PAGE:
Round The World TripTanzania

Tanzania: Arusha to Moshi

I woke up at 5:30 as the overland campers got up to hit the road.  There was a German couple in a tent nearby that were speaking to each other in conversational tones, so sleeping was out of the question for me.  Jon woke up at 6:30 when a cow across the way started mooing – constantly and loudly.  We lay around and tried to get back to sleep, but finally got up at 7:30 to shower and have our breakfast of champions: peanut butter and jelly.

Bug Bites

The bugs here love me.  Every time I look down I have a new bug on me somewhere – mosquitoes, spiders, gnats, flies.  You name it, and it’s had some of my blood.  Someone said that Vitamin B helps to keep them away, but  vitamin stores are non-existent here.  For entertainment, Jon counted my bug bites.  I have 37… and that’s just below the knees.  There are 15 on the outside of my left ankle alone.

After breakfast, we packed up our bags and cleaned out the tent for the next Kiboko tour group that is due today.  We didn’t want to leave for Moshi before lunch, so we watched CNN, read the newspaper and read our books.  We ordered burgers and chips for lunch and sat around for a while until it was time to leave.  Finally, we put on our backpacks and headed outside the Maasai Camp and got a taxi to take us to the bus depot so we could catch a ride to Moshi.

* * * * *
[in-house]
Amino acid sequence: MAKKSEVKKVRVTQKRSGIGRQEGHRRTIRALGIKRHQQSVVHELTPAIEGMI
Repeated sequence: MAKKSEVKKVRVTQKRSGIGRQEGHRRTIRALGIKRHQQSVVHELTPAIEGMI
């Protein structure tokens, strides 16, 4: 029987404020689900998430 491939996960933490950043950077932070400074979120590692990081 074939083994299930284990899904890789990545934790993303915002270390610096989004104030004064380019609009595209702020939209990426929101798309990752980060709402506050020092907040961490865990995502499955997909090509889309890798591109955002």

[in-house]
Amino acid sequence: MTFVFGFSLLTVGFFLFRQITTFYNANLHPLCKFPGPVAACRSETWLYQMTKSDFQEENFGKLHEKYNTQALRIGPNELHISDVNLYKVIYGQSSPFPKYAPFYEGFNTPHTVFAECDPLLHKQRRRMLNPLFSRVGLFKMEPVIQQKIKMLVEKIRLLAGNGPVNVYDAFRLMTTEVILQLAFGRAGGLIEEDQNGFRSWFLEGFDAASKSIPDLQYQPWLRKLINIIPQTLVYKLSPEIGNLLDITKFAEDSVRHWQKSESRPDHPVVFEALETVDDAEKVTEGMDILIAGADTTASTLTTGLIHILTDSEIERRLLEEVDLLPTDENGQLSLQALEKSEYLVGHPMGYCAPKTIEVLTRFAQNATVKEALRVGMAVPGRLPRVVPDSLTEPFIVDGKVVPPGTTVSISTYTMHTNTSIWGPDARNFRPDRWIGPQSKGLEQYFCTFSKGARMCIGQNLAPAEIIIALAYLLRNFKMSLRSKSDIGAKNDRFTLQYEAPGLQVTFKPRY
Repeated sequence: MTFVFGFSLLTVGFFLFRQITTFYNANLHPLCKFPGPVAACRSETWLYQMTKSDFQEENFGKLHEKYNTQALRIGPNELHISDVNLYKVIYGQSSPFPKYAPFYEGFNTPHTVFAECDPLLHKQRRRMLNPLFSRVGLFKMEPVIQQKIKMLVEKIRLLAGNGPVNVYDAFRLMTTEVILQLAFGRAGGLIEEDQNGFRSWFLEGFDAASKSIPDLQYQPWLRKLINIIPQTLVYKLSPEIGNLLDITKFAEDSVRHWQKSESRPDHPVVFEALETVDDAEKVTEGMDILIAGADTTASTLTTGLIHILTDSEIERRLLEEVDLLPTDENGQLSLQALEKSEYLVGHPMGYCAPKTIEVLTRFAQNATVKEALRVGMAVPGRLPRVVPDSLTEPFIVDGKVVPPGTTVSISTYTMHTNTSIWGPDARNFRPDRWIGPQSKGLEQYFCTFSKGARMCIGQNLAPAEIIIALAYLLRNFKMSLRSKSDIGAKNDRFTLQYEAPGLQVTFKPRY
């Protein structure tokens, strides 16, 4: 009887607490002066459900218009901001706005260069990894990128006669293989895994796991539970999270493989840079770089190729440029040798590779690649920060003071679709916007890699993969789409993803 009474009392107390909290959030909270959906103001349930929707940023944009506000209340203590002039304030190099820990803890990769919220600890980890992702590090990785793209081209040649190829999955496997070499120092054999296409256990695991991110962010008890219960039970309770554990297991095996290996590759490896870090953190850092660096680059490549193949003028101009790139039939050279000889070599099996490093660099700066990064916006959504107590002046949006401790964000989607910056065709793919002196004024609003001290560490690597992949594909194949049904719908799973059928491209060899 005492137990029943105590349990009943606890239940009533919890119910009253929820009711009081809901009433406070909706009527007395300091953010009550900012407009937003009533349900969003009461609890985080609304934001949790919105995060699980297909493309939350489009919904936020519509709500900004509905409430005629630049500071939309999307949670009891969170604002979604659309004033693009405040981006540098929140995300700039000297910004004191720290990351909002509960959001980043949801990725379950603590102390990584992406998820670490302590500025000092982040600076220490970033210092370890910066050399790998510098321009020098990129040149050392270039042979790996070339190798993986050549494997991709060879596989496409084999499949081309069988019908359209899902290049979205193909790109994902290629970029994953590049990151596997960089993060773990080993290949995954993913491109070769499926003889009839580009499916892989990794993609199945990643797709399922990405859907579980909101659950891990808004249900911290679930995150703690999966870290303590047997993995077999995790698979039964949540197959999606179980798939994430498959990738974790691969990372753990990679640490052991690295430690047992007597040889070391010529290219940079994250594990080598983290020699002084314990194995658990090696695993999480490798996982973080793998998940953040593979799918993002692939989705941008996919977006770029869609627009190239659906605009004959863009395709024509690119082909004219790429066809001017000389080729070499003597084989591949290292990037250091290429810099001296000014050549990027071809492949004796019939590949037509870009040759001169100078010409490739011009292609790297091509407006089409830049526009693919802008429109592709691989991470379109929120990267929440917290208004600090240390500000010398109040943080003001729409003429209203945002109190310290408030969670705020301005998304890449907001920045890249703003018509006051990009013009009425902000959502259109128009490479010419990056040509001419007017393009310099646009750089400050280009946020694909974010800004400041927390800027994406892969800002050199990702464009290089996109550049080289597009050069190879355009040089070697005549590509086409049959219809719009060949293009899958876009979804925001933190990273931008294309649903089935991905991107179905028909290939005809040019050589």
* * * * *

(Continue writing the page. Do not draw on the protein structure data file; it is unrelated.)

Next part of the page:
The Bus to Moshi

I’m not sure how to accurately describe the entire bus ordeal, but suffice it to say that it was one of the most stressful we’ve experienced yet.  The bus depot was a loud, chaotic, crowded affair with people and buses everywhere.  We – the white tourists (mzungus) – were spotted before we’d even exited the taxi.  So the vultures moved in, offering to carry our bags, direct us to the right bus, and to sell us bus tickets.  Some of the vultures directed us into a ticket office (there were a few offices all in a row) until Jon remembered that we could and should buy the ticket on the bus.  So we moved to the side, took off our backpacks, and put on the backpack covers we use when traveling.  There were at least 10 people watching us and trying to talk to us while this was happening, and we were quite distrustful of the whole scene.  Jon watched the bags get loaded onto the top of the bus (which was a large mini-van), and I climbed in to get us two seats which ended up being in the very front of the bus.  Jon stayed outside as long as he could to ensure the bags remained on top of the bus and didn’t find themselves separated from us before we even left the bus station.  Then he got into the seat beside me and this is where the fun began.